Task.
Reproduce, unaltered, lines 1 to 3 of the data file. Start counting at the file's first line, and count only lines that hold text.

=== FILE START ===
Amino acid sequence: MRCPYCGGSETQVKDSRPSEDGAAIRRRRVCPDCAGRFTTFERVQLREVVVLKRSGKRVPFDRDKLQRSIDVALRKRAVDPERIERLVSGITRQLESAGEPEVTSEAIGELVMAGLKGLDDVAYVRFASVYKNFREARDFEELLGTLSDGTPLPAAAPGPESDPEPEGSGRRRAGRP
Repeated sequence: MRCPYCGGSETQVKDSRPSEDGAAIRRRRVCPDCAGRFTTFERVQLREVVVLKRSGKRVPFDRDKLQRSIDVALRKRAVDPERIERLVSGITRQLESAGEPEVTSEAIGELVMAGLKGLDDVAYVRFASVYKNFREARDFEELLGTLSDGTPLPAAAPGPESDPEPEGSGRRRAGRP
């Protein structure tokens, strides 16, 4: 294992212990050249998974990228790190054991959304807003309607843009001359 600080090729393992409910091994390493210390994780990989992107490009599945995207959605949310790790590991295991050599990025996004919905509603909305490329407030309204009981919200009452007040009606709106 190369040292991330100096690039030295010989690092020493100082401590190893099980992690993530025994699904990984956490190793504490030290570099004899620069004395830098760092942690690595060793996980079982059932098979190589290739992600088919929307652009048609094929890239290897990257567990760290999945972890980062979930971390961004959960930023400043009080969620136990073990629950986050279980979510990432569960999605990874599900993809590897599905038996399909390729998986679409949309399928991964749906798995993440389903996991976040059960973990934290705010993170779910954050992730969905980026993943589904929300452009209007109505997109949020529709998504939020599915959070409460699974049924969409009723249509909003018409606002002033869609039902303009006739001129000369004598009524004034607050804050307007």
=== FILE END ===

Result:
Amino acid sequence: MRCPYCGGSETQVKDSRPSEDGAAIRRRRVCPDCAGRFTTFERVQLREVVVLKRSGKRVPFDRDKLQRSIDVALRKRAVDPERIERLVSGITRQLESAGEPEVTSEAIGELVMAGLKGLDDVAYVRFASVYKNFREARDFEELLGTLSDGTPLPAAAPGPESDPEPEGSGRRRAGRP
Repeated sequence: MRCPYCGGSETQVKDSRPSEDGAAIRRRRVCPDCAGRFTTFERVQLREVVVLKRSGKRVPFDRDKLQRSIDVALRKRAVDPERIERLVSGITRQLESAGEPEVTSEAIGELVMAGLKGLDDVAYVRFASVYKNFREARDFEELLGTLSDGTPLPAAAPGPESDPEPEGSGRRRAGRP
């Protein structure tokens, strides 16, 4: 294992212990050249998974990228790190054991959304807003309607843009001359 600080090729393992409910091994390493210390994780990989992107490009599945995207959605949310790790590991295991050599990025996004919905509603909305490329407030309204009981919200009452007040009606709106 190369040292991330100096690039030295010989690092020493100082401590190893099980992690993530025994699904990984956490190793504490030290570099004899620069004395830098760092942690690595060793996980079982059932098979190589290739992600088919929307652009048609094929890239290897990257567990760290999945972890980062979930971390961004959960930023400043009080969620136990073990629950986050279980979510990432569960999605990874599900993809590897599905038996399909390729998986679409949309399928991964749906798995993440389903996991976040059960973990934290705010993170779910954050992730969905980026993943589904929300452009209007109505997109949020529709998504939020599915959070409460699974049924969409009723249509909003018409606002002033869609039902303009006739001129000369004598009524004034607050804050307007």